Facebook stock was up about 2.4% at $192.85 near Thursday's close, retreating from a high of a 5% gain earlier in the session. That follows the company reporting revenue that slightly topped consensus and an outlook for this quarter a little light of consensus.
You could blame the decline on muted economic data -- Chicago PMI numbers out this morning indicated a further move into contraction territory of the U.S. economy. Or you could blame it on Facebook being outshined by Apple (AAPL) - Get Free Report , which had an upbeat report, too, last night, and which is looking ahead to a strong holiday quarter.
But more than likely, there just isn't enough financial oomph in Facebook to overcome the cloud of concern that continues to hang over the company.
Things are not going to turn around quickly for the company. Facebook is still in the throes of the general public's long disillusionment with the company's ethics. Although the stock is up 46% this year, mega-cap peers Microsoft (MSFT) - Get Free Report and Alphabet (GOOGL) - Get Free Report are two companies with far less scandal that are arguably better bets for the year ahead.
Much of the company's quarterly conference call on Wednesday night was taken up with a long explanation by CEO Mark Zuckerberg of the way the company handles political ads, including ads the company acknowledges may consist of outright lies. Zuckerberg is one voice against a storm of critics.
Zuckerberg was taken to task last week by U.S. Representatives Maxine Waters and Alexandra Ocasio-Cortez for appearing to promote lies. It doesn't seem Zuckerberg has any friends at the moment to stand by him and vouch for the view on freedom of expression he is trying to elucidate.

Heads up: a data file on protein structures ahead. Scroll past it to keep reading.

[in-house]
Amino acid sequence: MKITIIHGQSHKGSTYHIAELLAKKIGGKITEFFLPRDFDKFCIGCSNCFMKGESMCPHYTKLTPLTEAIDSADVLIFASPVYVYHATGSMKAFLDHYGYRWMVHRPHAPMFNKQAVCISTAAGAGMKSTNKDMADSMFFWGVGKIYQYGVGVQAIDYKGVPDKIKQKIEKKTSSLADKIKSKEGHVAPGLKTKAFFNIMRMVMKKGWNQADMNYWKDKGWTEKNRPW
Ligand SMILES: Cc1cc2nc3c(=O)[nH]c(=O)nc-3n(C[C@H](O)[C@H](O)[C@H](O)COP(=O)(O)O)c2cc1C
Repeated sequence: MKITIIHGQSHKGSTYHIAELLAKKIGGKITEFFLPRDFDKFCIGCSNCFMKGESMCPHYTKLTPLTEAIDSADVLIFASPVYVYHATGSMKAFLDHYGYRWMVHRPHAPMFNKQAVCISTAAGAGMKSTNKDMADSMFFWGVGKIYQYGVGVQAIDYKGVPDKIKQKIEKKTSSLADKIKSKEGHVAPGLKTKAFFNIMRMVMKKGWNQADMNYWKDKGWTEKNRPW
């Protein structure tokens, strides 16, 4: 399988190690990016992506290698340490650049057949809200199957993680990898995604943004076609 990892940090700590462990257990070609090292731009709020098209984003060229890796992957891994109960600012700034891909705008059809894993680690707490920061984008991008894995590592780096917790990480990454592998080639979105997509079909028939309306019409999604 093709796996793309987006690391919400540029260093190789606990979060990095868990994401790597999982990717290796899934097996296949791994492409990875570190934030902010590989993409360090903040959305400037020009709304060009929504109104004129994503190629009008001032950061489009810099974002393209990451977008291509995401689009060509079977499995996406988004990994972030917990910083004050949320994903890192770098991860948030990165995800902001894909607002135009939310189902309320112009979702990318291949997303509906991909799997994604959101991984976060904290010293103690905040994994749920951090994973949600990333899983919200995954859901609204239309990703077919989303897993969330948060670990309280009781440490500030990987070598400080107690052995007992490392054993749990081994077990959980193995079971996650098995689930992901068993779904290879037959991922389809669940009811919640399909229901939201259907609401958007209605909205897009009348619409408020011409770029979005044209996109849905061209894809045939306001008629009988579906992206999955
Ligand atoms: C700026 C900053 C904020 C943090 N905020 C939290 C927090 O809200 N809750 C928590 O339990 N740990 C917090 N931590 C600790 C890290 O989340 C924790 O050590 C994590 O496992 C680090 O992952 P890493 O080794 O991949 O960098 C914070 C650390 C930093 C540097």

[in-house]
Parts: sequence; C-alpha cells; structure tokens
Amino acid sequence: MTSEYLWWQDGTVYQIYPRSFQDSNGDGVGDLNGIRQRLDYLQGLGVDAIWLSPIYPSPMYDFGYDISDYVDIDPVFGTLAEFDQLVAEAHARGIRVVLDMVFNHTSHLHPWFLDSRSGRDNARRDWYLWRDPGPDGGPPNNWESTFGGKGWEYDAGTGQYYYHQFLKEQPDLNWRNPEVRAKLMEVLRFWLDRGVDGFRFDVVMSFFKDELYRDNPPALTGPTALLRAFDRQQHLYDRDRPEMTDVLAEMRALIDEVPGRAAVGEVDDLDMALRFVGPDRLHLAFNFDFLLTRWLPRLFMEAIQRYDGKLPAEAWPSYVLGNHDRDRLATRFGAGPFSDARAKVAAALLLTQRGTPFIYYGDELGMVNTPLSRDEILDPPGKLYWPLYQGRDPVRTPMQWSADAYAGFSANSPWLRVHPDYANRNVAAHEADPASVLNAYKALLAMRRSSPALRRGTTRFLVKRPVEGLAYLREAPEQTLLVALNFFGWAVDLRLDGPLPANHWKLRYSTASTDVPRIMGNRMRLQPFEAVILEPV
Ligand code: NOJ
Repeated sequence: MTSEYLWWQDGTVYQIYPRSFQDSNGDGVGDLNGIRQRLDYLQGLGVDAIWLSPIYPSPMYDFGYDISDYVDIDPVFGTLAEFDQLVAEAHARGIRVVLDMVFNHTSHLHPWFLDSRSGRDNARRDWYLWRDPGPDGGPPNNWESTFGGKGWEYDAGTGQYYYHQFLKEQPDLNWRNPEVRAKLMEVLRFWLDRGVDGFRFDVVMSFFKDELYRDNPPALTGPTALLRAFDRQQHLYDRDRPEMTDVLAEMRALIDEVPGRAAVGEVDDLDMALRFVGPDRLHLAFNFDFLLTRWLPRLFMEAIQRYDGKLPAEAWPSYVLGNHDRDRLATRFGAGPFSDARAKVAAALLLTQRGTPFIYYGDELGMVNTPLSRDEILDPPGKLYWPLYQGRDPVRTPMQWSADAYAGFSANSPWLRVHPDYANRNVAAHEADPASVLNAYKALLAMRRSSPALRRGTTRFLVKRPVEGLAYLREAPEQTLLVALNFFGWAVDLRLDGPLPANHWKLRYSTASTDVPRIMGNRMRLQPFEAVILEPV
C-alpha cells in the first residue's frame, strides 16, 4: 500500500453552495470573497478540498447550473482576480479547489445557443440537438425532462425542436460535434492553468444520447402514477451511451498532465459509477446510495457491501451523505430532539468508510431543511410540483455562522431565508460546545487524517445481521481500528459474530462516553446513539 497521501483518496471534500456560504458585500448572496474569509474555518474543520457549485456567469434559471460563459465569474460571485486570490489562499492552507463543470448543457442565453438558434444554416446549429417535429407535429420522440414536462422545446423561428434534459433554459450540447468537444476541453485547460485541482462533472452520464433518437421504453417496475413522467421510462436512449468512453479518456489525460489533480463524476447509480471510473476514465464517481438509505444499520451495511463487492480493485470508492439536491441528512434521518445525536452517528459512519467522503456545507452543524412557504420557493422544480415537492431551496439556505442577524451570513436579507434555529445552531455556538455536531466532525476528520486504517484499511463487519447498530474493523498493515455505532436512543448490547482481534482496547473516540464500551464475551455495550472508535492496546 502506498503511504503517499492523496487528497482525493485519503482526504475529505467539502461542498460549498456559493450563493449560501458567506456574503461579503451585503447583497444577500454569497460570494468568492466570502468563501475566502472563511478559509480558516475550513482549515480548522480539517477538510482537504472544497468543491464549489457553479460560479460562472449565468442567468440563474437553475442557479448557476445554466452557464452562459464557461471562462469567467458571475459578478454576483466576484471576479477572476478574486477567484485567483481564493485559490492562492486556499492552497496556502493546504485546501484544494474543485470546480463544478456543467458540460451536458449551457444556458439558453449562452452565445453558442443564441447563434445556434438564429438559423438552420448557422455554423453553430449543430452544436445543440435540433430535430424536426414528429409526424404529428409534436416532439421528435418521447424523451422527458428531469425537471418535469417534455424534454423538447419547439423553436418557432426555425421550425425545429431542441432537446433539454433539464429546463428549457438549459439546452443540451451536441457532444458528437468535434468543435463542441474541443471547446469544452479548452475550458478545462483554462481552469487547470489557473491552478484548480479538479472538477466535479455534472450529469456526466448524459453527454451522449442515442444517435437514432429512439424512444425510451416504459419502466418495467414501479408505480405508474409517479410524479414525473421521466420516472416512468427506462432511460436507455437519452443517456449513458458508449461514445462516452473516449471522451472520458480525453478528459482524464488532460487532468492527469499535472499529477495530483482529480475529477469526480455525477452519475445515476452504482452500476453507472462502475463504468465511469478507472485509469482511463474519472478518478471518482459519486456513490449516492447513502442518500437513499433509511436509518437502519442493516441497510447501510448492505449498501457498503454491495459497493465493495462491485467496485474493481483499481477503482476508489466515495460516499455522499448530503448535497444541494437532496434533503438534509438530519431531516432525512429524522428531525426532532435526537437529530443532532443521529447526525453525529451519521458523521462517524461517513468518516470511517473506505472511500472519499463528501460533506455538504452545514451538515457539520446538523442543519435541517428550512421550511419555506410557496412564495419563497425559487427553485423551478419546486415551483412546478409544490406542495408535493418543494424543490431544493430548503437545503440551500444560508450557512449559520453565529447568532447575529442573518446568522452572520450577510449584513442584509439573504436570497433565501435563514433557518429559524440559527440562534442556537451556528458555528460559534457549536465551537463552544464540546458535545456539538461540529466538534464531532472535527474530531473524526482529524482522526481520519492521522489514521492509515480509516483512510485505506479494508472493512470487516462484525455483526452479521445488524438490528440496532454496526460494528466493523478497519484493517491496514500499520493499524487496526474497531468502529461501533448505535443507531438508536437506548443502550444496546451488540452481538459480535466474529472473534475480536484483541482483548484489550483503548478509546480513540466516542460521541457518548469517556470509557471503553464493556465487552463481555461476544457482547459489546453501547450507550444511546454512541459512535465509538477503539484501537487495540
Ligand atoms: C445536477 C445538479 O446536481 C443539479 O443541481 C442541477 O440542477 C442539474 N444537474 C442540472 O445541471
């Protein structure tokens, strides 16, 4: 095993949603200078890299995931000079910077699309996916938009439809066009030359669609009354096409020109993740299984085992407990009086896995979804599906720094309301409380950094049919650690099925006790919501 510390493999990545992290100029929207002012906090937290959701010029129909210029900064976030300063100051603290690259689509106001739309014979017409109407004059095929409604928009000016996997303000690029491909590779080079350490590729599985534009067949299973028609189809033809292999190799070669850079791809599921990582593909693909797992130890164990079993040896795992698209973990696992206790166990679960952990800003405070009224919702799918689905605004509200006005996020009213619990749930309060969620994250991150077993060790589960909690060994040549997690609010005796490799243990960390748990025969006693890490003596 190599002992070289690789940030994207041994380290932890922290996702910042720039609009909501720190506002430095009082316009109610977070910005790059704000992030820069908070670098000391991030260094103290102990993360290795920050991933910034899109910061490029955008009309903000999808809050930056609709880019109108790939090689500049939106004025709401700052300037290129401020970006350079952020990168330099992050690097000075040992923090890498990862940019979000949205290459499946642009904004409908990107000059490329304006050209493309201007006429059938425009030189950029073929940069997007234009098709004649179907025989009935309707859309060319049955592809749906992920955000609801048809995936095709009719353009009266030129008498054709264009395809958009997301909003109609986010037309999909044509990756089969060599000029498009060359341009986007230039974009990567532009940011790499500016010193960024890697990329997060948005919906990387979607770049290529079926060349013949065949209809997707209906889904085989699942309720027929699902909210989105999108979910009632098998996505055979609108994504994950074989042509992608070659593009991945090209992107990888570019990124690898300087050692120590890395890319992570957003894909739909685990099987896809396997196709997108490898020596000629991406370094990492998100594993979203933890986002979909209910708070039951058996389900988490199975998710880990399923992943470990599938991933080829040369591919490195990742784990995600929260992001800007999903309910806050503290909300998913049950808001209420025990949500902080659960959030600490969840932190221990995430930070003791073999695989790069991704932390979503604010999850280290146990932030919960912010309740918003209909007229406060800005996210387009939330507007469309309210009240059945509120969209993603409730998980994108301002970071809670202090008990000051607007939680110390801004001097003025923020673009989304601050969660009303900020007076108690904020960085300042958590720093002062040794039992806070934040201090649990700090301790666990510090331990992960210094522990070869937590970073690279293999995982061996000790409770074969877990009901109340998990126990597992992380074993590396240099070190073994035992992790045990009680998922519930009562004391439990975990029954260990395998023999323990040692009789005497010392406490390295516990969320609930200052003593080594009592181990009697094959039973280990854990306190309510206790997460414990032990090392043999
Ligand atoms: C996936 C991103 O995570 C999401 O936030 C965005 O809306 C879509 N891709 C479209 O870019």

And then comes this: a scathing opinion piece in The New York Times today by screenwriter Aaron Sorkin, who wrote the 2010 movie about Facebook, The Social Network.
"That's not defending free speech, Mark, that's assaulting truth," is the key quote in Sorkin's piece, regarding the carrying of an ad on Facebook about Joe Biden that Sorkin claims is a lie in "every square inch."
This latest round of dismal public discussion of Facebook is likely to only get more aggravated as the U.S. primary season gets underway.
Balance all that really bad PR against the somewhat ho-hum present state of the company's business achievements. On Wednesday evening, Facebook announced revenue of $17.65 billion, just slightly ahead of the average estimate for $17.35 billion. Not bad, but nothing to write home about. It's been a while since the company saw revenue growth surprise expectations in a big way -- specifically, the 7.2% beat way back in the July quarter of 2016.
Growth, moreover continues to slow. Revenue growth this quarter is expected in a range of 20% to 25%, year over year, which is less than the consensus estimate for 25.5% growth.
None of that gets the heart racing, and meanwhile, Apple delivered almost no revenue growth, at just 1.8%, but beat consensus estimates by over a billion dollars, at $64.04 billion. That means a lot more money in absolute dollars going into the coffers of a company that, unlike Facebook, returns capital to shareholders. The big event of earlier this year, the unveiling of Facebook's proposal for Libra, its own crypto-currency, is in disarray as the company has seen partners defect from the initiative. If Libra has to be discarded by Facebook, it would remove an area for potential growth that bulls had been looking forward to.
Facebook stock is actually a good value strictly by the numbers compared to some of its large-cap peers. Its forward price-to-earnings multiple is just 20.94, less than the 23 times of both Microsoft and Alphabet stock. But both those companies are much less in the cross-hairs of regulators, even though all of mega-cap tech is in the sites of regulators in a general sense.
TheStreet pointed out last week there is a general rotation to FAANG from pricey software names, a theme Jim Cramer has reiterated this week. If you want to bet big on mega-cap tech, both Microsoft and Alphabet offer much less controversial opportunities than Facebook.
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Tiernan Ray neither trades nor owns any shares of any companies discussed in this article.